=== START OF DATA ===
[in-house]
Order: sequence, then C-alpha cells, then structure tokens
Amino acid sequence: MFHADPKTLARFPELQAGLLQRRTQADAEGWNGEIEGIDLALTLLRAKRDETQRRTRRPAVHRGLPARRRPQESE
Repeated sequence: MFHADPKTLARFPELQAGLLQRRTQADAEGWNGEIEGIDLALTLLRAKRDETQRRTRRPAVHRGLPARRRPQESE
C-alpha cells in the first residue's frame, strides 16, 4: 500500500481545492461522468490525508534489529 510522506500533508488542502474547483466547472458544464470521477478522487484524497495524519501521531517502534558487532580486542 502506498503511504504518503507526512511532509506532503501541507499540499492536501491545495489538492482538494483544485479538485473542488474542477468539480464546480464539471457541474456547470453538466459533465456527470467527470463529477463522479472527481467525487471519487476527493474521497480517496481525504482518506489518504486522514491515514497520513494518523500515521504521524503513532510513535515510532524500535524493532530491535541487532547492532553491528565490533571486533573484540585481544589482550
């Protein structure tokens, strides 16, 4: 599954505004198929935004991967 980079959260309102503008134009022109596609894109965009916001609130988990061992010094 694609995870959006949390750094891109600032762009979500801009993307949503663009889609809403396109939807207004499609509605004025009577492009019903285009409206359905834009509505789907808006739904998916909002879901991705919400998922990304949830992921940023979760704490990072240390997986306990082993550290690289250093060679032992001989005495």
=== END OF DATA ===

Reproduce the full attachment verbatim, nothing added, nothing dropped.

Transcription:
[in-house]
Order: sequence, then C-alpha cells, then structure tokens
Amino acid sequence: MFHADPKTLARFPELQAGLLQRRTQADAEGWNGEIEGIDLALTLLRAKRDETQRRTRRPAVHRGLPARRRPQESE
Repeated sequence: MFHADPKTLARFPELQAGLLQRRTQADAEGWNGEIEGIDLALTLLRAKRDETQRRTRRPAVHRGLPARRRPQESE
C-alpha cells in the first residue's frame, strides 16, 4: 500500500481545492461522468490525508534489529 510522506500533508488542502474547483466547472458544464470521477478522487484524497495524519501521531517502534558487532580486542 502506498503511504504518503507526512511532509506532503501541507499540499492536501491545495489538492482538494483544485479538485473542488474542477468539480464546480464539471457541474456547470453538466459533465456527470467527470463529477463522479472527481467525487471519487476527493474521497480517496481525504482518506489518504486522514491515514497520513494518523500515521504521524503513532510513535515510532524500535524493532530491535541487532547492532553491528565490533571486533573484540585481544589482550
């Protein structure tokens, strides 16, 4: 599954505004198929935004991967 980079959260309102503008134009022109596609894109965009916001609130988990061992010094 694609995870959006949390750094891109600032762009979500801009993307949503663009889609809403396109939807207004499609509605004025009577492009019903285009409206359905834009509505789907808006739904998916909002879901991705919400998922990304949830992921940023979760704490990072240390997986306990082993550290690289250093060679032992001989005495």